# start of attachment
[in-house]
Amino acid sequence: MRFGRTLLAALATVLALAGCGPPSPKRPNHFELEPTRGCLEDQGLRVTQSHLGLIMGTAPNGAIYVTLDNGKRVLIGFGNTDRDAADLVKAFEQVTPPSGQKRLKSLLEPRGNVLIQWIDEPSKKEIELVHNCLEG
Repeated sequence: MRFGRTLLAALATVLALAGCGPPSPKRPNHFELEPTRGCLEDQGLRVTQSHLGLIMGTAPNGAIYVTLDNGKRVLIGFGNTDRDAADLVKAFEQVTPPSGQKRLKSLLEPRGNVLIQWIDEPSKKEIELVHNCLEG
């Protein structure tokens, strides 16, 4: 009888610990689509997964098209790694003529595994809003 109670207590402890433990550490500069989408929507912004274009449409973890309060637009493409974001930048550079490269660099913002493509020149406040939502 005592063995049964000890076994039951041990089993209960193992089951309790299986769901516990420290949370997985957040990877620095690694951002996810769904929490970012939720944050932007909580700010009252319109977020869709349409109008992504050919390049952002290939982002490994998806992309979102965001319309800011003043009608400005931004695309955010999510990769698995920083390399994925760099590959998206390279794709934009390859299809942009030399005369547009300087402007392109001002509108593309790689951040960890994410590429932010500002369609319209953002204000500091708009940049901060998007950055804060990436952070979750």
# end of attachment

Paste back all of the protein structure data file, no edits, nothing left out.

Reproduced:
[in-house]
Amino acid sequence: MRFGRTLLAALATVLALAGCGPPSPKRPNHFELEPTRGCLEDQGLRVTQSHLGLIMGTAPNGAIYVTLDNGKRVLIGFGNTDRDAADLVKAFEQVTPPSGQKRLKSLLEPRGNVLIQWIDEPSKKEIELVHNCLEG
Repeated sequence: MRFGRTLLAALATVLALAGCGPPSPKRPNHFELEPTRGCLEDQGLRVTQSHLGLIMGTAPNGAIYVTLDNGKRVLIGFGNTDRDAADLVKAFEQVTPPSGQKRLKSLLEPRGNVLIQWIDEPSKKEIELVHNCLEG
């Protein structure tokens, strides 16, 4: 009888610990689509997964098209790694003529595994809003 109670207590402890433990550490500069989408929507912004274009449409973890309060637009493409974001930048550079490269660099913002493509020149406040939502 005592063995049964000890076994039951041990089993209960193992089951309790299986769901516990420290949370997985957040990877620095690694951002996810769904929490970012939720944050932007909580700010009252319109977020869709349409109008992504050919390049952002290939982002490994998806992309979102965001319309800011003043009608400005931004695309955010999510990769698995920083390399994925760099590959998206390279794709934009390859299809942009030399005369547009300087402007392109001002509108593309790689951040960890994410590429932010500002369609319209953002204000500091708009940049901060998007950055804060990436952070979750």